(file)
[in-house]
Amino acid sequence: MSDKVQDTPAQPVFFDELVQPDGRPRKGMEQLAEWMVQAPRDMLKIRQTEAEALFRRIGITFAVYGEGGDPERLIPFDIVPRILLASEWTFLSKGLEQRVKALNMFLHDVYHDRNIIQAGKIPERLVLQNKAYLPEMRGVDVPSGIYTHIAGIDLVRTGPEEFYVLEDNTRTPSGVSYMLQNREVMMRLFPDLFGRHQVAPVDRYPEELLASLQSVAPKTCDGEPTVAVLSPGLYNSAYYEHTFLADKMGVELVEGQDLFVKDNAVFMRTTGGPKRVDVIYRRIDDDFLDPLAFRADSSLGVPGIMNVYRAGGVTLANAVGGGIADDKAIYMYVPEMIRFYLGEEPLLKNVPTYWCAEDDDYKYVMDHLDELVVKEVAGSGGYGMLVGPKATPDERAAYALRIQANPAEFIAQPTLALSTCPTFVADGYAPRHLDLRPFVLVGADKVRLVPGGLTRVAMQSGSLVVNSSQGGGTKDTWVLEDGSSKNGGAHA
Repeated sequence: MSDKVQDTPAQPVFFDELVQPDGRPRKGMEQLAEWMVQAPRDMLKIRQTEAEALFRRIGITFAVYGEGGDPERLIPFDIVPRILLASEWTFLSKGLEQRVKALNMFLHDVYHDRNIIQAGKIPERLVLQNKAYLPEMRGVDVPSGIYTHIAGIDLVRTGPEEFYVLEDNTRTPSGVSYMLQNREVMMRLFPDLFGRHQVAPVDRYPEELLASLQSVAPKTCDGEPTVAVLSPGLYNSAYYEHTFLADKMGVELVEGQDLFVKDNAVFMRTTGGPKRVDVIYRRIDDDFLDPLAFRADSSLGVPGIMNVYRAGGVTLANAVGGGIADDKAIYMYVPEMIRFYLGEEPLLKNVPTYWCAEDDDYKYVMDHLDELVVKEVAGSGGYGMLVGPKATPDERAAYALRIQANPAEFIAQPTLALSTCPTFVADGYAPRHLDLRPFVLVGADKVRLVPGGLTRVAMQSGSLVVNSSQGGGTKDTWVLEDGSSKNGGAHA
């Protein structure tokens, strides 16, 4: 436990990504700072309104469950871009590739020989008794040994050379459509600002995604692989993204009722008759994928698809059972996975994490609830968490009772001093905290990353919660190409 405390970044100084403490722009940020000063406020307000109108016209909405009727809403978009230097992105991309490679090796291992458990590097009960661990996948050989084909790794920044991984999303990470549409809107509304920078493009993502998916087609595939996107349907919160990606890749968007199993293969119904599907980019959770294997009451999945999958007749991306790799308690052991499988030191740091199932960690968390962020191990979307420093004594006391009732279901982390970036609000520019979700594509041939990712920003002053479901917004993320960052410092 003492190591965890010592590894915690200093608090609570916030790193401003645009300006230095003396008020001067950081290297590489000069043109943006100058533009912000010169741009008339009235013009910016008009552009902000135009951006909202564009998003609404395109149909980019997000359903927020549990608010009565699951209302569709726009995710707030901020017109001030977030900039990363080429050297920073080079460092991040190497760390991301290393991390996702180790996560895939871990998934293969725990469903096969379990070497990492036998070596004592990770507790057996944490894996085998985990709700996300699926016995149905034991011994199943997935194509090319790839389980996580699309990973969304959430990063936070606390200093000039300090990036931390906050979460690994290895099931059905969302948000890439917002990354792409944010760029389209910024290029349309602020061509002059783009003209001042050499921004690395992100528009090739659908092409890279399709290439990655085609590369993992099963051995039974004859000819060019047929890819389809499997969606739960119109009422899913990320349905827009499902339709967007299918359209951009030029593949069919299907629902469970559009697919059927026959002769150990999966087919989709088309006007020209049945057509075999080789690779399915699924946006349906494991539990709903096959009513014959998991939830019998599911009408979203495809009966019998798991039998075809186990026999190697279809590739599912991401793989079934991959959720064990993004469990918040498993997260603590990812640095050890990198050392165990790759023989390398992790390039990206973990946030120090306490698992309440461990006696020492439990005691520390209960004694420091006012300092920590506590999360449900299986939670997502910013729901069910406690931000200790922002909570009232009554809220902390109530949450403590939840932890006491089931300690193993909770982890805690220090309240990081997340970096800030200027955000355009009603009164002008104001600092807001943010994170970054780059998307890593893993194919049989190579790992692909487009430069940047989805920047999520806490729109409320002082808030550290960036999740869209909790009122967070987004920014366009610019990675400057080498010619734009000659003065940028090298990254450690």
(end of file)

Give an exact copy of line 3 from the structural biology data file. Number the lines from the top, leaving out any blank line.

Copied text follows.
Repeated sequence: MSDKVQDTPAQPVFFDELVQPDGRPRKGMEQLAEWMVQAPRDMLKIRQTEAEALFRRIGITFAVYGEGGDPERLIPFDIVPRILLASEWTFLSKGLEQRVKALNMFLHDVYHDRNIIQAGKIPERLVLQNKAYLPEMRGVDVPSGIYTHIAGIDLVRTGPEEFYVLEDNTRTPSGVSYMLQNREVMMRLFPDLFGRHQVAPVDRYPEELLASLQSVAPKTCDGEPTVAVLSPGLYNSAYYEHTFLADKMGVELVEGQDLFVKDNAVFMRTTGGPKRVDVIYRRIDDDFLDPLAFRADSSLGVPGIMNVYRAGGVTLANAVGGGIADDKAIYMYVPEMIRFYLGEEPLLKNVPTYWCAEDDDYKYVMDHLDELVVKEVAGSGGYGMLVGPKATPDERAAYALRIQANPAEFIAQPTLALSTCPTFVADGYAPRHLDLRPFVLVGADKVRLVPGGLTRVAMQSGSLVVNSSQGGGTKDTWVLEDGSSKNGGAHA